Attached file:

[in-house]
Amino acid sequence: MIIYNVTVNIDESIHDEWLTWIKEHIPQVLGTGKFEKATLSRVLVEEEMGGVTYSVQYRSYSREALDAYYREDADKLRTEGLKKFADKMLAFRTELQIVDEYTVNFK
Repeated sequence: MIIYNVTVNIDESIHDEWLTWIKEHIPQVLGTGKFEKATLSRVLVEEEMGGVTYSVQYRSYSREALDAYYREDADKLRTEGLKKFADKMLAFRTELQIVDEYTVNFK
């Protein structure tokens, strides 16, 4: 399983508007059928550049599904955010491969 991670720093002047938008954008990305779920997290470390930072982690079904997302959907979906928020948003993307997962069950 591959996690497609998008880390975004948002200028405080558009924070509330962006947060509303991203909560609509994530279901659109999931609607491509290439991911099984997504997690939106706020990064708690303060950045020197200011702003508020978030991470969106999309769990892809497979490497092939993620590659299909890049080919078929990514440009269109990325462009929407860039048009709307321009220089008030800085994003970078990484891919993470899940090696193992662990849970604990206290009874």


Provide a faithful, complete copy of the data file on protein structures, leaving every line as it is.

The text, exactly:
[in-house]
Amino acid sequence: MIIYNVTVNIDESIHDEWLTWIKEHIPQVLGTGKFEKATLSRVLVEEEMGGVTYSVQYRSYSREALDAYYREDADKLRTEGLKKFADKMLAFRTELQIVDEYTVNFK
Repeated sequence: MIIYNVTVNIDESIHDEWLTWIKEHIPQVLGTGKFEKATLSRVLVEEEMGGVTYSVQYRSYSREALDAYYREDADKLRTEGLKKFADKMLAFRTELQIVDEYTVNFK
């Protein structure tokens, strides 16, 4: 399983508007059928550049599904955010491969 991670720093002047938008954008990305779920997290470390930072982690079904997302959907979906928020948003993307997962069950 591959996690497609998008880390975004948002200028405080558009924070509330962006947060509303991203909560609509994530279901659109999931609607491509290439991911099984997504997690939106706020990064708690303060950045020197200011702003508020978030991470969106999309769990892809497979490497092939993620590659299909890049080919078929990514440009269109990325462009929407860039048009709307321009220089008030800085994003970078990484891919993470899940090696193992662990849970604990206290009874």